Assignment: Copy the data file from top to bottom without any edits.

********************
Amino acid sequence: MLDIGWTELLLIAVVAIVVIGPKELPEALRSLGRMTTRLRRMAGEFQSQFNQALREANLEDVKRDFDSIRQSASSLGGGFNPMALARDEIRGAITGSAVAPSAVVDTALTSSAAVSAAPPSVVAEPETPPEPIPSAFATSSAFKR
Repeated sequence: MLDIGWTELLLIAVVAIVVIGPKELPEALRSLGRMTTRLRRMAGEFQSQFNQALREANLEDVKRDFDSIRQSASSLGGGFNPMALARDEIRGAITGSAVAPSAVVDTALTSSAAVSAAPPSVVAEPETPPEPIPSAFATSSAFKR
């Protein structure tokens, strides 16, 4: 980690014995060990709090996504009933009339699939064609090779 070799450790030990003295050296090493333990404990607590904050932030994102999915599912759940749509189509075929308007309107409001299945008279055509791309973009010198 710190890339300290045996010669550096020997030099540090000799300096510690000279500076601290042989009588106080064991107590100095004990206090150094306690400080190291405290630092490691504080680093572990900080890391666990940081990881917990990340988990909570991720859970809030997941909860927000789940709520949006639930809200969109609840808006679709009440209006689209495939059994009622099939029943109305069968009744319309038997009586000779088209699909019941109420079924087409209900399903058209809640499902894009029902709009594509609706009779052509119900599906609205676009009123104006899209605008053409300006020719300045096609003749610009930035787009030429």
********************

Amino acid sequence: MLDIGWTELLLIAVVAIVVIGPKELPEALRSLGRMTTRLRRMAGEFQSQFNQALREANLEDVKRDFDSIRQSASSLGGGFNPMALARDEIRGAITGSAVAPSAVVDTALTSSAAVSAAPPSVVAEPETPPEPIPSAFATSSAFKR
Repeated sequence: MLDIGWTELLLIAVVAIVVIGPKELPEALRSLGRMTTRLRRMAGEFQSQFNQALREANLEDVKRDFDSIRQSASSLGGGFNPMALARDEIRGAITGSAVAPSAVVDTALTSSAAVSAAPPSVVAEPETPPEPIPSAFATSSAFKR
């Protein structure tokens, strides 16, 4: 980690014995060990709090996504009933009339699939064609090779 070799450790030990003295050296090493333990404990607590904050932030994102999915599912759940749509189509075929308007309107409001299945008279055509791309973009010198 710190890339300290045996010669550096020997030099540090000799300096510690000279500076601290042989009588106080064991107590100095004990206090150094306690400080190291405290630092490691504080680093572990900080890391666990940081990881917990990340988990909570991720859970809030997941909860927000789940709520949006639930809200969109609840808006679709009440209006689209495939059994009622099939029943109305069968009744319309038997009586000779088209699909019941109420079924087409209900399903058209809640499902894009029902709009594509609706009779052509119900599906609205676009009123104006899209605008053409300006020719300045096609003749610009930035787009030429």